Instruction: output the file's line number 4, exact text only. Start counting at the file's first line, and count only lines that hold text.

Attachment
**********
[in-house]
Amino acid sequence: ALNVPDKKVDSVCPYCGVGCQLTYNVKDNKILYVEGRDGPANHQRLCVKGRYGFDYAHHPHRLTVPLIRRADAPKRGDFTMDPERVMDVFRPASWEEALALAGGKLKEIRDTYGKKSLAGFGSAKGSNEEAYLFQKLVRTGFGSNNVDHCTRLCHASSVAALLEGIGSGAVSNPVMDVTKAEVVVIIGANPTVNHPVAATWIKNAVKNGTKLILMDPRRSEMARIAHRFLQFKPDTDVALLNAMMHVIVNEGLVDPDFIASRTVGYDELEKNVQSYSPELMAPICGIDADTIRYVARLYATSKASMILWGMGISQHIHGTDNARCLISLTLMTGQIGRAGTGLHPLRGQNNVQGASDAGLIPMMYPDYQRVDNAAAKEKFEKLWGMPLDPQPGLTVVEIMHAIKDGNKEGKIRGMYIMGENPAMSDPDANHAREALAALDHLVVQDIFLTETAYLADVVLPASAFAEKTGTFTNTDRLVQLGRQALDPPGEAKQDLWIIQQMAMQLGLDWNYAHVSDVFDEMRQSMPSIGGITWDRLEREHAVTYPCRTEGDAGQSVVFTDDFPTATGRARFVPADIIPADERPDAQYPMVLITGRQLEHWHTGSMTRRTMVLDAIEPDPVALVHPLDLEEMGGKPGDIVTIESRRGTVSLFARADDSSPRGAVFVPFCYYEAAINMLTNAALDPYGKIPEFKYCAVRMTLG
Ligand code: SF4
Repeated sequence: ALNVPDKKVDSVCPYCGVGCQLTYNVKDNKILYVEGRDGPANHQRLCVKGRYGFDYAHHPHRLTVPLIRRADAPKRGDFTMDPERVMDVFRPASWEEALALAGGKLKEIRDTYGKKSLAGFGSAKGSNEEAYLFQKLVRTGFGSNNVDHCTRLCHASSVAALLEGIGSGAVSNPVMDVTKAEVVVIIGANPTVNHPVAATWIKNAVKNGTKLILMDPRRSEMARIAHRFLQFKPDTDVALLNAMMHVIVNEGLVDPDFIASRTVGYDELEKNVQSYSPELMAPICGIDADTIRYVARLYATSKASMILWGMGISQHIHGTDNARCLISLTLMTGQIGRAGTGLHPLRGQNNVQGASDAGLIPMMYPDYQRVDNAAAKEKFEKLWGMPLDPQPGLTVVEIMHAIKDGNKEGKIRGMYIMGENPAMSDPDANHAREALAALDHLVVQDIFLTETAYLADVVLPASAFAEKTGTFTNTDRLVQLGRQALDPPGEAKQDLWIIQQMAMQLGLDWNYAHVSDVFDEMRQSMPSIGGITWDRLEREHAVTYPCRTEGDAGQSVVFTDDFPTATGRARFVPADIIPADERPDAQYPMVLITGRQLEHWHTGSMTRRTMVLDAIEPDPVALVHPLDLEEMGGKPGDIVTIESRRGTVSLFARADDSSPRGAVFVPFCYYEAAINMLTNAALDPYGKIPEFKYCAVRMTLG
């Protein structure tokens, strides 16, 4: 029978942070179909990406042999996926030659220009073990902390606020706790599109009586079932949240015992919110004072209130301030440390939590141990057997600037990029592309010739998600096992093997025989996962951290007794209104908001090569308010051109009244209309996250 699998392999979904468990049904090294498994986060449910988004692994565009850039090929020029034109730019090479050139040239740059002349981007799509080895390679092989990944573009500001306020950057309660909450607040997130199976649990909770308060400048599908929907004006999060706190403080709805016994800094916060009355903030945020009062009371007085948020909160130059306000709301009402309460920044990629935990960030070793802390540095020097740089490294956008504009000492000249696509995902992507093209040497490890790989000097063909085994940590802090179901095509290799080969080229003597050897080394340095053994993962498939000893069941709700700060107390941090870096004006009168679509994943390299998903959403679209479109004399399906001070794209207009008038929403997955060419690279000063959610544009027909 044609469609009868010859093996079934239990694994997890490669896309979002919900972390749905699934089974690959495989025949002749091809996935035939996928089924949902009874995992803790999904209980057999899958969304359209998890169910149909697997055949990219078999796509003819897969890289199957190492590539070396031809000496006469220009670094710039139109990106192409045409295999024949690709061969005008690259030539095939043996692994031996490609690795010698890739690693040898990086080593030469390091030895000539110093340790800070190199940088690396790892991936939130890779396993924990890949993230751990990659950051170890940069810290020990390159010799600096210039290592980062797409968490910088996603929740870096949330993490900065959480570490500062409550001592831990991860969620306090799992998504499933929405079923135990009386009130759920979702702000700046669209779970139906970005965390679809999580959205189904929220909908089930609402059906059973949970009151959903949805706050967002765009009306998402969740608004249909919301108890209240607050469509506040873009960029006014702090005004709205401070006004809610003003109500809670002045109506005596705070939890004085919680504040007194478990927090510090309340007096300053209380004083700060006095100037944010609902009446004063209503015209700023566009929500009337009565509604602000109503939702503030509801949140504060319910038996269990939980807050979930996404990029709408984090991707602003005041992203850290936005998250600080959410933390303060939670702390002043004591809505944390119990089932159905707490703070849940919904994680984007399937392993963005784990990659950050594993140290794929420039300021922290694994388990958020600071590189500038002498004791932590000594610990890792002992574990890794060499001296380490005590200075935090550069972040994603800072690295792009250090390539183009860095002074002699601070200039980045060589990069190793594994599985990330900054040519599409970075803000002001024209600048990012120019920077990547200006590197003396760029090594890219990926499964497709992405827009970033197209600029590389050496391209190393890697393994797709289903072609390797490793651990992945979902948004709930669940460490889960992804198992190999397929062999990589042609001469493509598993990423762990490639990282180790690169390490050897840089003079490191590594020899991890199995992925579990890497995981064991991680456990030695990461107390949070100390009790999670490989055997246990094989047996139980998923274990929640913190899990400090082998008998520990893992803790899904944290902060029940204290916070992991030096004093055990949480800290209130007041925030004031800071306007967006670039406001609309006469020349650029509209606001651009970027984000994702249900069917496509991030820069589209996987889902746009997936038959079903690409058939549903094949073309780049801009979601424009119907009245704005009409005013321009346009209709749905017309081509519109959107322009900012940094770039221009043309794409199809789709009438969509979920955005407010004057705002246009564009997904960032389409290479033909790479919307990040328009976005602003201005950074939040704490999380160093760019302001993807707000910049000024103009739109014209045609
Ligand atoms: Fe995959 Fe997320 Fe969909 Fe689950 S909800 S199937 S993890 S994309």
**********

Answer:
Repeated sequence: ALNVPDKKVDSVCPYCGVGCQLTYNVKDNKILYVEGRDGPANHQRLCVKGRYGFDYAHHPHRLTVPLIRRADAPKRGDFTMDPERVMDVFRPASWEEALALAGGKLKEIRDTYGKKSLAGFGSAKGSNEEAYLFQKLVRTGFGSNNVDHCTRLCHASSVAALLEGIGSGAVSNPVMDVTKAEVVVIIGANPTVNHPVAATWIKNAVKNGTKLILMDPRRSEMARIAHRFLQFKPDTDVALLNAMMHVIVNEGLVDPDFIASRTVGYDELEKNVQSYSPELMAPICGIDADTIRYVARLYATSKASMILWGMGISQHIHGTDNARCLISLTLMTGQIGRAGTGLHPLRGQNNVQGASDAGLIPMMYPDYQRVDNAAAKEKFEKLWGMPLDPQPGLTVVEIMHAIKDGNKEGKIRGMYIMGENPAMSDPDANHAREALAALDHLVVQDIFLTETAYLADVVLPASAFAEKTGTFTNTDRLVQLGRQALDPPGEAKQDLWIIQQMAMQLGLDWNYAHVSDVFDEMRQSMPSIGGITWDRLEREHAVTYPCRTEGDAGQSVVFTDDFPTATGRARFVPADIIPADERPDAQYPMVLITGRQLEHWHTGSMTRRTMVLDAIEPDPVALVHPLDLEEMGGKPGDIVTIESRRGTVSLFARADDSSPRGAVFVPFCYYEAAINMLTNAALDPYGKIPEFKYCAVRMTLG